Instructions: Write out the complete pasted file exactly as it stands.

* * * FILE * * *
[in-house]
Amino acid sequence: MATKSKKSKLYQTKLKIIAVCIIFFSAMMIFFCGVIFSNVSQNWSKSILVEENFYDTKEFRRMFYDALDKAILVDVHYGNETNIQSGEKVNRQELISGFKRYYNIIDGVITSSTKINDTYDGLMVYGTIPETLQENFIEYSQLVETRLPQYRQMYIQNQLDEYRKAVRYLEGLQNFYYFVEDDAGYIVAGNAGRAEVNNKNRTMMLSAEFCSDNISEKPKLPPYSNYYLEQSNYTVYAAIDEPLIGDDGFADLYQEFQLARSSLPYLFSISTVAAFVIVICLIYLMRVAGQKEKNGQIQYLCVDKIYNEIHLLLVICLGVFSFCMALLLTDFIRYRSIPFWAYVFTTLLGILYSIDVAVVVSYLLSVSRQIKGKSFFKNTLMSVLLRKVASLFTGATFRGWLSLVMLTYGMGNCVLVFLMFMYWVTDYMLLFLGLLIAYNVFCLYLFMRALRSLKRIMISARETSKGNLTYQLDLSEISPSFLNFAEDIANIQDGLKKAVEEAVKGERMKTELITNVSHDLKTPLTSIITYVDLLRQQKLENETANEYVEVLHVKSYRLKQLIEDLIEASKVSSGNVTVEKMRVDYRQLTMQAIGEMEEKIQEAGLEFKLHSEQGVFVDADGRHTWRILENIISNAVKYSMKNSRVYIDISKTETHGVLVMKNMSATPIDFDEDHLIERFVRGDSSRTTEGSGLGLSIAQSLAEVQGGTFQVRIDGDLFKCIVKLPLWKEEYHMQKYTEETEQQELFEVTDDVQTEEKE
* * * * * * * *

[in-house]
Amino acid sequence: MATKSKKSKLYQTKLKIIAVCIIFFSAMMIFFCGVIFSNVSQNWSKSILVEENFYDTKEFRRMFYDALDKAILVDVHYGNETNIQSGEKVNRQELISGFKRYYNIIDGVITSSTKINDTYDGLMVYGTIPETLQENFIEYSQLVETRLPQYRQMYIQNQLDEYRKAVRYLEGLQNFYYFVEDDAGYIVAGNAGRAEVNNKNRTMMLSAEFCSDNISEKPKLPPYSNYYLEQSNYTVYAAIDEPLIGDDGFADLYQEFQLARSSLPYLFSISTVAAFVIVICLIYLMRVAGQKEKNGQIQYLCVDKIYNEIHLLLVICLGVFSFCMALLLTDFIRYRSIPFWAYVFTTLLGILYSIDVAVVVSYLLSVSRQIKGKSFFKNTLMSVLLRKVASLFTGATFRGWLSLVMLTYGMGNCVLVFLMFMYWVTDYMLLFLGLLIAYNVFCLYLFMRALRSLKRIMISARETSKGNLTYQLDLSEISPSFLNFAEDIANIQDGLKKAVEEAVKGERMKTELITNVSHDLKTPLTSIITYVDLLRQQKLENETANEYVEVLHVKSYRLKQLIEDLIEASKVSSGNVTVEKMRVDYRQLTMQAIGEMEEKIQEAGLEFKLHSEQGVFVDADGRHTWRILENIISNAVKYSMKNSRVYIDISKTETHGVLVMKNMSATPIDFDEDHLIERFVRGDSSRTTEGSGLGLSIAQSLAEVQGGTFQVRIDGDLFKCIVKLPLWKEEYHMQKYTEETEQQELFEVTDDVQTEEKE